NOAA has updated its 2017 Atlantic Hurricane Season outlook due to several early-season tropical cyclones that have already occurred this year.
In just the first nine weeks of this season there have been six named storms, which is half the number of storms during an average six-month season and double the number of storms that would typically form by early August.
An average Atlantic hurricane season, which runs from June 1-November 30, produces 12 named storms, of which six become hurricanes, including three major hurricanes.
Forecasters are now predicting a higher likelihood of an above-normal season, and they increased the predicted number of named storms and major hurricanes.
According to NOAA, the 2017 Atlantic Hurricane Season has the potential to be extremely active, and could be the most active since 2010.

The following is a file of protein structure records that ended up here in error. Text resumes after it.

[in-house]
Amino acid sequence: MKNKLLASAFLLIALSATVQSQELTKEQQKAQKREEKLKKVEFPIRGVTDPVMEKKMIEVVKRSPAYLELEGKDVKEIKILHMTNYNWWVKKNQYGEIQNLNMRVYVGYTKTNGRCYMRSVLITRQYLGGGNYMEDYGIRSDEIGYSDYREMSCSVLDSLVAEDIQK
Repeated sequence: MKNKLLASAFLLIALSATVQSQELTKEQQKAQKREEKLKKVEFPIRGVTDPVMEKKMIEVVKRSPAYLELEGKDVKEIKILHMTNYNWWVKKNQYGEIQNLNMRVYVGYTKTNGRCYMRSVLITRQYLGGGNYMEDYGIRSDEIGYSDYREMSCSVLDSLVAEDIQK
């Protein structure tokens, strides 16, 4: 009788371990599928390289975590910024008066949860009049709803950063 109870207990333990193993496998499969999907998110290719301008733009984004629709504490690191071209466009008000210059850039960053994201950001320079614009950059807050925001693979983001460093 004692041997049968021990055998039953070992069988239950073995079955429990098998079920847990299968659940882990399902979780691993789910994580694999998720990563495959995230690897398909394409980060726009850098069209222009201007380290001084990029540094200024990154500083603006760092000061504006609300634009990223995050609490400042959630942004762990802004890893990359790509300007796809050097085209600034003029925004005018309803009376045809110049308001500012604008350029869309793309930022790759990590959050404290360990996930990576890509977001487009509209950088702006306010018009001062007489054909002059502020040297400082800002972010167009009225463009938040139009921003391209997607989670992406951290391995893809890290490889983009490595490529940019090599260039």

Forecasters now say there is a 60-percent chance of an above-normal season with 14-19 named storms and 2-5 major hurricanes.
“We’re now entering the peak of the season when the bulk of the storms usually form,” said Gerry Bell, Ph.D., lead seasonal hurricane forecaster at NOAA’s Climate Prediction Center. “The wind and air patterns in the area of the tropical Atlantic and Caribbean where many storms develop are very conducive to an above-normal season. This is in part because the chance of an El Nino forming, which tends to prevent storms from strengthening, has dropped significantly from May.”
The Atlantic basin has seen six named storms (Arlene
in April; Bret and Cindy
in June; Don
and Emily in July; and Franklin in August). Two of these storms, Cindy and Emily, struck the United States. Cindy made landfall on June 22 at the Louisiana-Texas border and caused heavy rain, inland flooding and multiple tornado outbreaks. Emily made landfall on July 31 in Anna Maria Island, Florida. Franklin is predicted to make landfall in Mexico overnight as a hurricane.